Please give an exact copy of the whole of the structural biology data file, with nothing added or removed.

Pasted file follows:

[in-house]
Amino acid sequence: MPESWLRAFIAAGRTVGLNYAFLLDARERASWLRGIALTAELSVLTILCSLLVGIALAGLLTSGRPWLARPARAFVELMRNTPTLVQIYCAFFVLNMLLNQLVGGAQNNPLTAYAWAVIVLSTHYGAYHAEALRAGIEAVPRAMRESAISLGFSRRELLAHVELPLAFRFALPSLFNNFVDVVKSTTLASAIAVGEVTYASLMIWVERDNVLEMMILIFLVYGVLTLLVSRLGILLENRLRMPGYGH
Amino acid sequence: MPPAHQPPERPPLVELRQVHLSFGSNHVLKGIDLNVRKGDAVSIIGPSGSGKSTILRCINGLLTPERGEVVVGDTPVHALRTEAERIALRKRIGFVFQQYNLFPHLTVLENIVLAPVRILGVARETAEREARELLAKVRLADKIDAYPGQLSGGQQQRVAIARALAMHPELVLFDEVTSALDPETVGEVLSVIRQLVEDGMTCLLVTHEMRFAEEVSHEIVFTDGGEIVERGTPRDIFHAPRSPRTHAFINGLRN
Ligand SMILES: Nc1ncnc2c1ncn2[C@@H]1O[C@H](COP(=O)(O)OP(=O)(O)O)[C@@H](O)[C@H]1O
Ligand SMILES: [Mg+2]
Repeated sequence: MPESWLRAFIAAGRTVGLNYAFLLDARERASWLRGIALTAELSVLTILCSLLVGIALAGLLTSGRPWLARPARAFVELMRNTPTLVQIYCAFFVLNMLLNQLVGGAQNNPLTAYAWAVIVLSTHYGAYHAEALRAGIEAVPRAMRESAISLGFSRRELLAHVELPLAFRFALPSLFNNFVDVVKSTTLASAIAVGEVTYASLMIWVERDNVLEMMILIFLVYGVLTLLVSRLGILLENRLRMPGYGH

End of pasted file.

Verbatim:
[in-house]
Amino acid sequence: MPESWLRAFIAAGRTVGLNYAFLLDARERASWLRGIALTAELSVLTILCSLLVGIALAGLLTSGRPWLARPARAFVELMRNTPTLVQIYCAFFVLNMLLNQLVGGAQNNPLTAYAWAVIVLSTHYGAYHAEALRAGIEAVPRAMRESAISLGFSRRELLAHVELPLAFRFALPSLFNNFVDVVKSTTLASAIAVGEVTYASLMIWVERDNVLEMMILIFLVYGVLTLLVSRLGILLENRLRMPGYGH
Amino acid sequence: MPPAHQPPERPPLVELRQVHLSFGSNHVLKGIDLNVRKGDAVSIIGPSGSGKSTILRCINGLLTPERGEVVVGDTPVHALRTEAERIALRKRIGFVFQQYNLFPHLTVLENIVLAPVRILGVARETAEREARELLAKVRLADKIDAYPGQLSGGQQQRVAIARALAMHPELVLFDEVTSALDPETVGEVLSVIRQLVEDGMTCLLVTHEMRFAEEVSHEIVFTDGGEIVERGTPRDIFHAPRSPRTHAFINGLRN
Ligand SMILES: Nc1ncnc2c1ncn2[C@@H]1O[C@H](COP(=O)(O)OP(=O)(O)O)[C@@H](O)[C@H]1O
Ligand SMILES: [Mg+2]
Repeated sequence: MPESWLRAFIAAGRTVGLNYAFLLDARERASWLRGIALTAELSVLTILCSLLVGIALAGLLTSGRPWLARPARAFVELMRNTPTLVQIYCAFFVLNMLLNQLVGGAQNNPLTAYAWAVIVLSTHYGAYHAEALRAGIEAVPRAMRESAISLGFSRRELLAHVELPLAFRFALPSLFNNFVDVVKSTTLASAIAVGEVTYASLMIWVERDNVLEMMILIFLVYGVLTLLVSRLGILLENRLRMPGYGH